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Case Reports in Orthopedics

Volume 2014, Article ID 393984, 6 pages

http://dx.doi.org/10.1155/2014/393984
Case Report

Fixation of a Periprosthetic Intertrochanteric Hip Fracture below a Birmingham Hip Resurfacing

The Ulster Hospital, Dundonald, UK

Received 2 April 2014; Accepted 17 May 2014; Published 5 June 2014

Academic Editor: Paul E. Di Cesare

Copyright © 2014 J. Macdonald et al. This is an open access article distributed under the Creative Commons Attribution License, which permits unrestricted use, distribution, and reproduction in any medium, provided the original work is properly cited.

Abstract

This case report involves a 56-year-old female (Mrs X) with a traumatic intertrochanteric hip fracture with subtrochanteric extension below a previous Birmingham hip resurfacing. Periprosthetic fractures following hip resurfacing are usually subcapital and treated with a revision or conservative management. We present an unusual surgical problem with an interesting solution stabilising the fracture using a proximal femoral locking compression plate (LCP). Eight months following surgery the patient is able to walk pain free and there is good fixation and stability.

1. Presentation

A 56-year-old lady presented to hospital after a fall onto her left hand side, after which she was unable to weight bear. On examination her leg was shortened, externally rotated, and neurovascularly intact. There was a history of previous bilateral Birmingham hip resurfacing (Smith & Nephew) with the left side five years prior to admission and the right side one year before. Other past medical history included, osteoarthritis affecting hands, hips, knees and spine, as well as hypertension and diet controlled type 2 DM. There had also been a recent history of increased alcohol consumption. A pelvic X-ray taken in 2007 demonstrated significant bilateral hip osteoarthritis. Figure 1 shows a radiograph from 2009 after her right hip resurfacing and prior to surgery on the left. Figure 2 demonstrates the injury sustained in early December 2012.

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Figure 1: Pelvis radiograph from 2009.
fig2
Figure 2: (a) and (b), AP views. (c) Lateral view.

2. Management

The patient received initial standard investigation and management for her hip fracture. The case was discussed and X-rays were reviewed at the weekly meeting with multiple consultants present including a hip revision surgeon. Due to the patients age it was felt that preservation of bone stock and avoiding revision of the hip resurfacing (which had been functioning well) was preferable.

On discussion with the patient and reviewing what equipment was available locally it was decided that using a LCP proximal femoral locking plate (Synthes) would provide the needed fixation without interfering with the current prosthesis. See Figure 3.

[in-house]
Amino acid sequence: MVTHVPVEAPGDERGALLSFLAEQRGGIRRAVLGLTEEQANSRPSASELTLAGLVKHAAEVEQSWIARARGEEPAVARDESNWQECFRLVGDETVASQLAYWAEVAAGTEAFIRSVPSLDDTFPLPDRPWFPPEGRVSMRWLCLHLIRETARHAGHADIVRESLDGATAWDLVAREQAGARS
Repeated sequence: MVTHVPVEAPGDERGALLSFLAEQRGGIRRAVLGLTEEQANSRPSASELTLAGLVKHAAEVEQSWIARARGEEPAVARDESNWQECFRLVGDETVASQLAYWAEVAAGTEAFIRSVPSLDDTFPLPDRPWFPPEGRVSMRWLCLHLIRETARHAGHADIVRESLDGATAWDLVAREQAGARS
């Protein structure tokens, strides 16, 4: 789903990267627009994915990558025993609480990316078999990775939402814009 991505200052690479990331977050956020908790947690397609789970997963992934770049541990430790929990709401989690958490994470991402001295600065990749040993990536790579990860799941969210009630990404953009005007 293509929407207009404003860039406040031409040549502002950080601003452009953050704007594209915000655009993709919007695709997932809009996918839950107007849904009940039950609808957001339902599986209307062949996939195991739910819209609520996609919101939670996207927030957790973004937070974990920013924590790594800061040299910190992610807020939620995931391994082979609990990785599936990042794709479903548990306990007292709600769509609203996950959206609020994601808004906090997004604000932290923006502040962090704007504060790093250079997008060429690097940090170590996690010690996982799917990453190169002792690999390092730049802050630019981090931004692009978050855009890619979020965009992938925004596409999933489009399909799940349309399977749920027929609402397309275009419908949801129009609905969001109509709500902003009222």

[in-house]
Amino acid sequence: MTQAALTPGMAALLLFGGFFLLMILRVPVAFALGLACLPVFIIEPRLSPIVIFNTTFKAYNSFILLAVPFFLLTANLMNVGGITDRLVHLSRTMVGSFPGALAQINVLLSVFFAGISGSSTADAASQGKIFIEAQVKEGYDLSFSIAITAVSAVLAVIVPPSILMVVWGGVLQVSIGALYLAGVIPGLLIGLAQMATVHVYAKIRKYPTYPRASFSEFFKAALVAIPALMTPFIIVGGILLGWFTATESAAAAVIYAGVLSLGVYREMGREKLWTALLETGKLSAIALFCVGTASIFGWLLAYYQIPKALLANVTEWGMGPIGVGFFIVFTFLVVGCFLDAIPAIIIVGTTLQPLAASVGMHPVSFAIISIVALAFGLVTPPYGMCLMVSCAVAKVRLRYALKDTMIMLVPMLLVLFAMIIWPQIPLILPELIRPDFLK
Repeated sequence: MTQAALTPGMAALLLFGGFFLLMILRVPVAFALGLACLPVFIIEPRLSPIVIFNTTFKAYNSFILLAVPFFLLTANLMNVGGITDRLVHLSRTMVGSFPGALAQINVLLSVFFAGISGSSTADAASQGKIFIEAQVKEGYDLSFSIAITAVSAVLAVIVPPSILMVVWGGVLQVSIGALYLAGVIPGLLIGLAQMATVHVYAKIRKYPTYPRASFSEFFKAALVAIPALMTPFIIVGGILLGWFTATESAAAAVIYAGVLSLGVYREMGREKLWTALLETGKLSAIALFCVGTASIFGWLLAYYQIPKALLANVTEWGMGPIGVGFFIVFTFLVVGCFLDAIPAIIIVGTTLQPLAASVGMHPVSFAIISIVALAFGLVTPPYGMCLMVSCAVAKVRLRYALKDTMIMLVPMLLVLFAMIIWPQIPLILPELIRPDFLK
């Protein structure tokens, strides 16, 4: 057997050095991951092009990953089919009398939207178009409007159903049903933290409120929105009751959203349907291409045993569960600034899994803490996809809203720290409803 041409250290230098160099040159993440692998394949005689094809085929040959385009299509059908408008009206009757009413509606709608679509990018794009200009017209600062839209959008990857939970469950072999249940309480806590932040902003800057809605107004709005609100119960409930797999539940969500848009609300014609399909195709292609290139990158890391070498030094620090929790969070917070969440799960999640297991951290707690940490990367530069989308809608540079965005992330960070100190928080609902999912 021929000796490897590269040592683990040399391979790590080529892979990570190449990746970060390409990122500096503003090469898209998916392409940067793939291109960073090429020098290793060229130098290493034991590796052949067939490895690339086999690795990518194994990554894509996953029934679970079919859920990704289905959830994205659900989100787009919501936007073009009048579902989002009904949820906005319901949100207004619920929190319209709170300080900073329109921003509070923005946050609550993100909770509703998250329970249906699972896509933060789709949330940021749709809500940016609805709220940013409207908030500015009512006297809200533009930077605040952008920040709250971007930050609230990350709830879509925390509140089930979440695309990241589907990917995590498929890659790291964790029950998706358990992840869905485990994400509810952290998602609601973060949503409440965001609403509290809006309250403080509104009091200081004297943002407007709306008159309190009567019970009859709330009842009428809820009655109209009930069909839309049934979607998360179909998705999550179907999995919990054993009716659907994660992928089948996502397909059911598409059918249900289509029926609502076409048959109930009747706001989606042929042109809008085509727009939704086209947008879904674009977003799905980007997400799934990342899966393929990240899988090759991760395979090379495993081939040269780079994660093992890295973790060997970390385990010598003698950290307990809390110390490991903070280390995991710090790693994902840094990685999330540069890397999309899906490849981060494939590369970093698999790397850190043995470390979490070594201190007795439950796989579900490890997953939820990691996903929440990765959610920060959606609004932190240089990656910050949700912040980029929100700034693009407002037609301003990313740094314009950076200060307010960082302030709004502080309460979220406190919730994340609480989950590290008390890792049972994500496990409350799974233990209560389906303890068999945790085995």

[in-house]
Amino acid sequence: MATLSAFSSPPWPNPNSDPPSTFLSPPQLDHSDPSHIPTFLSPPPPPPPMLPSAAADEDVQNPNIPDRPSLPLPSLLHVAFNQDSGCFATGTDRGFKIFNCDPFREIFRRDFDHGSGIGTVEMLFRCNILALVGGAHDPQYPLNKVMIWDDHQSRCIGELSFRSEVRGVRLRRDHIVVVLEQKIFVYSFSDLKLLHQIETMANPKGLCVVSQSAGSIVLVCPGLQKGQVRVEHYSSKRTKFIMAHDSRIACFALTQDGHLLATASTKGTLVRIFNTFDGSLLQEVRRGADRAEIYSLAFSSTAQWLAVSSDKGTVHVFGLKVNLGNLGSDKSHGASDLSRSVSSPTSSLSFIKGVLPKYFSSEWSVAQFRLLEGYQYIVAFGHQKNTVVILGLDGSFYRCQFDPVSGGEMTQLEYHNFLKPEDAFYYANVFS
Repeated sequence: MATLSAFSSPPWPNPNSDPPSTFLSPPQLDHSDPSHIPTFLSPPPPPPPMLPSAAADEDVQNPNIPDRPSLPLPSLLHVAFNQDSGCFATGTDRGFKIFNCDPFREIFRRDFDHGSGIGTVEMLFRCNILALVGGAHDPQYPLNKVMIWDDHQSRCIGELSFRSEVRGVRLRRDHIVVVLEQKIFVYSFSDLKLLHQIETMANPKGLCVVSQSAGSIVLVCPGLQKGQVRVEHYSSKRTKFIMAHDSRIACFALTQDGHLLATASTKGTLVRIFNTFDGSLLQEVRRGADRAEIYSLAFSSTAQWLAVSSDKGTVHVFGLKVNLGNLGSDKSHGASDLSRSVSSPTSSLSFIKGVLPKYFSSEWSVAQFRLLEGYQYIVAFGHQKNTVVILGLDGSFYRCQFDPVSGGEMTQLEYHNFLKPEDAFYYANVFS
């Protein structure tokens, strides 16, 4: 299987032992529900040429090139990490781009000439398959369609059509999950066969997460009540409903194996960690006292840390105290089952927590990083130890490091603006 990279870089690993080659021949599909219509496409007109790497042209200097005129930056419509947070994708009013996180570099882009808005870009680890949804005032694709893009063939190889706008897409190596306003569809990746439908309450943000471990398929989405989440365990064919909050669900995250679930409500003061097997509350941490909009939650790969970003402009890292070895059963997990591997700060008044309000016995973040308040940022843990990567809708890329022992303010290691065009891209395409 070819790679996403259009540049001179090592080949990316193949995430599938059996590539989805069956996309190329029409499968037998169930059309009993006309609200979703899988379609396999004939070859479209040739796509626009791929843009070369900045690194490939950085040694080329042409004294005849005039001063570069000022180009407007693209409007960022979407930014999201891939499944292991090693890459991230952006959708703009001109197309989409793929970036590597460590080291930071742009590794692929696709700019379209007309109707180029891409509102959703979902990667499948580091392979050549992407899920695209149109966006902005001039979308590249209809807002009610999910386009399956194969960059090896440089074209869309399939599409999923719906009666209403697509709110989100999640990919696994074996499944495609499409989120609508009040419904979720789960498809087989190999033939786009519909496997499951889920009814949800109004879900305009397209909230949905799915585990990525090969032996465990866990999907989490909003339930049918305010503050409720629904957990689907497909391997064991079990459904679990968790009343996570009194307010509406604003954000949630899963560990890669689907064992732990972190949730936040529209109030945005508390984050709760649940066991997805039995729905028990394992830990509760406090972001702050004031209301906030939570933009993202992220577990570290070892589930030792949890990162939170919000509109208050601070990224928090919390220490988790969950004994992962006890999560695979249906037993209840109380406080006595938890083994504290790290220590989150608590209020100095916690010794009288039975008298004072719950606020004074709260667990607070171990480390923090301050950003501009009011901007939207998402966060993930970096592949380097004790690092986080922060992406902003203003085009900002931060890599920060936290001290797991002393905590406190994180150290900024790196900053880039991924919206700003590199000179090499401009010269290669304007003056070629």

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Figure 3: LCP locking plate.

3. Surgical Technique

Operation performed: open reduction internal fixation of left hip periprosthetic fracture with cerclage cable augmentation.

Operative findings: Previous Birmingham hip resurfacing with an intertrochanteric fracture with subthrochanteric extension.

Operative procedure: Mrs X was positioned on the traction table and closed reduction was achieved. Through a lateral approach a LCP proximal femoral plate was placed. A combination of locking and nonlocking screws was used with two passing posterior and one passing anterior to the stem of the Birmingham hip resurfacing prostehesis. Finally, a cerclage wire reduced and held the lesser trochanter fragment. Figure 4 shows the intraoperative screening images.

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Figure 4: (a)–(d) Showing intraoperative screening.

Post-operative plan: Minimal weight bearing for six weeks and a clinic review at this point.

4. Outcome

Postoperatively Mrs X developed a chest infection and was treated with IV antibiotics and recovered well; she was discharged home 10 days post-operatively. She was to remain light partial weight bearing for six weeks until her clinic review.

Mrs. X was reviewed six weeks post-operatively and it was noted that her fracture had collapsed slightly and the hip had slipped into a more varus position (see Figure 5). At this stage light partial weight bearing was continued and a review was arranged for a further six weeks.

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Figure 5: (a)-(b) Images taken at 6-week postoperation review.